12:02 People in Poland be allowed to go outside without protective masks from May 30, ahead of cinemas, theaters and gyms reopening on June 6, said its government during a news conference. Other measures set to be relaxed in the coming days include allowing public gatherings of up to 150 people and lifting limits on the number of people in churches.

"At the moment the number of sick people is falling, also the number of deaths is falling, which is the best measure of control over the epidemic," said Health Minister Lukasz Szumowski. A large number of beds and respirators set aside for COVID-19 patients are not in use, added Szumowski.

During the conference, Polish Prime Minister Mateusz Morawiecki reiterated the government's desire to hold a delayed presidential election in June.

Nuns wearing face masks in Krakow
Limits will soon be lifted on the number of people attending religious ceremonies in PolandImage: picture-alliance/NurPhoto/A. Widak

11:43 The European Commission has unveiled its proposal for a €750-billion ($821-billion) aid package to help Europe's economic recovery from the fallout of the coronavirus pandemic, which has killed over 350,000 people globally.

Read more: European Commission unveils €750-billion recovery plan

11:25 South Korea reported its highest daily rise in seven weeks, with 40 new recorded cases.

It comes as the Education Ministry delayed reopening some schools over virus fears. More than 2 million high school juniors, middle school seniors, first- and second-graders and kindergartners were expected to return to school on Wednesday, as a part of a staggered reopening.

Tracing and testing had stabilized the country's outbreak from its March highs, allowing for officials to ease social distancing guidelines. But a steady rise in cases in the capital city's Seoul greater area in recent weeks has raised concerns.

10:34 Serbia has put a stop to inbound flights from Montenegro's flag carrier, Montenegro Airlines, after the neighboring country refused to open its borders to citizens arriving from Serbia.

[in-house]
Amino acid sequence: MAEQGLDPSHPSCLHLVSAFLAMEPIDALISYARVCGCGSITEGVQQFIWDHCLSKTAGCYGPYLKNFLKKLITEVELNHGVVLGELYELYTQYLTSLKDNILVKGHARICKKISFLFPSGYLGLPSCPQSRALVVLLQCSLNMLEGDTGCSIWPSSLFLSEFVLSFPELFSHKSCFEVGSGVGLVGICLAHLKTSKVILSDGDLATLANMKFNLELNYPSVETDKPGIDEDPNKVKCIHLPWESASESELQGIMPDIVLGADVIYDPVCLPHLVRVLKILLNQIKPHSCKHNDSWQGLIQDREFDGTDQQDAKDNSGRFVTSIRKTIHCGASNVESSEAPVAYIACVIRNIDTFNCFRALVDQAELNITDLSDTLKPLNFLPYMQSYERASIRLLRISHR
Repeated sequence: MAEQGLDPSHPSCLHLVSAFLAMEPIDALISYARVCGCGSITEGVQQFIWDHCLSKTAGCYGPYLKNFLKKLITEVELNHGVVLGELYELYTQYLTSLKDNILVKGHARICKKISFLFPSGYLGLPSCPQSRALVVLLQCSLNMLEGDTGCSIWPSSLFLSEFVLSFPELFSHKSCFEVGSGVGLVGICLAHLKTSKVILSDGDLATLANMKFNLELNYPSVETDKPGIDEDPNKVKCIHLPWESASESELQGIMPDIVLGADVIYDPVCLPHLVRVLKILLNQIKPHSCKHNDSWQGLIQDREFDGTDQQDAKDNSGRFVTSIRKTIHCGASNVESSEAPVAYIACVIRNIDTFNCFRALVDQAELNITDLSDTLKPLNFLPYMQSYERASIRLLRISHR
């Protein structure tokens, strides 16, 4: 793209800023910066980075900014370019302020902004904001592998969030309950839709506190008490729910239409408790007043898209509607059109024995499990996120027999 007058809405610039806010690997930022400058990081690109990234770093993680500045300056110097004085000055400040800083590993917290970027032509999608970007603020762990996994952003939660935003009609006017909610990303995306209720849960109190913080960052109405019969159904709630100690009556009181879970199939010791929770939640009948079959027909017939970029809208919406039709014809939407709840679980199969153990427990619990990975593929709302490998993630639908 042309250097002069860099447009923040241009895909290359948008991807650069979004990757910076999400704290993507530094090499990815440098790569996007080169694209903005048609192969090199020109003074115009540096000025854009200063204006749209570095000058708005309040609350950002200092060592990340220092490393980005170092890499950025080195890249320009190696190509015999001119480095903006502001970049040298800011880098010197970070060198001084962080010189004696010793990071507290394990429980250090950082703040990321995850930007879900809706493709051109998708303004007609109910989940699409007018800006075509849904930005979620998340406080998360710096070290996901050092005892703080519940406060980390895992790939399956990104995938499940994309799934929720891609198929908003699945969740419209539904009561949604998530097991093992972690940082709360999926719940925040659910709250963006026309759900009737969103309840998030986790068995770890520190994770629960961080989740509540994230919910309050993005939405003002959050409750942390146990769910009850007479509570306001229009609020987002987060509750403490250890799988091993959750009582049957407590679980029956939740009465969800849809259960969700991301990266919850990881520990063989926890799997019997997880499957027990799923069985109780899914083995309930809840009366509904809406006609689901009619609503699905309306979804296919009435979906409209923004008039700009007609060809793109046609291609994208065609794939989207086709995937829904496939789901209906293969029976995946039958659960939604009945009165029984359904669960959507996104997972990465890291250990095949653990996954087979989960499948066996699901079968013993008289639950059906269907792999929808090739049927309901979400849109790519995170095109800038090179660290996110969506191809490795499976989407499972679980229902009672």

As a result, Serbia’s directorate for civilian aviation made the move to block the airline as Montenegro’s action affected reciprocity in air transportation.

Montenegro Prime Minister Dusko Markovic said his country was free of COVID-19 on Monday and declared it would open borders to travelers from countries reporting no more than 25 infections per 100,000 people. Serbia, where the rate is higher, was not on the list of countries announced by the Montenegrin PM.

09:45 The European Commission will reportedly propose a €750 billion ($821 billion) coronavirus stimulus package, according to news agencies DPA and Reuters. The recovery plan will reportedly include €500 billion in grants and €250 billion in loans, unnamed sources told the outlets.

Commission President Ursula von der Leyen is set to officially announce the plans later today. The announcement will be followed by likely-fraught negotiations on how best to finance the bloc's economic recovery. 

The Commission proposal will reportedly raise money on capital markets, backed by indirect member state guarantees which will be jointly repaid over decades. However this will require unanimous approval. 

Italy and Spain are expected to get the largest portion of the proposed recovery fund, according to EU sources. The countries have been hardest-hit by the virus in the EU.

According to unnamed sources, Italy could get €173 billion — made up of grants worth €82 billion and loans of €91 billion. Spain could be getting a total of €140 billion, comprising of €77 billion in grants and €63 billion in loans.

EU nations had agreed on the need for financial stimulus to boost their pandemic-stricken economies but there has been a disagreement over how best to provide the funds. Essentially, northern European, fiscally-conservative countries such as the Netherlands, Austria and Denmark preferred financial stimulus in the form of loans to boost pandemic-stricken economies. Southern European nations, such as Spain and Italy, and supported by France, favored stimulus in the form of grants.

08:59 French doctors have been prohibited from using hydroxychloroquine as a treatment COVID-19 patients, according to new government rules that have been introduced with immediate effect.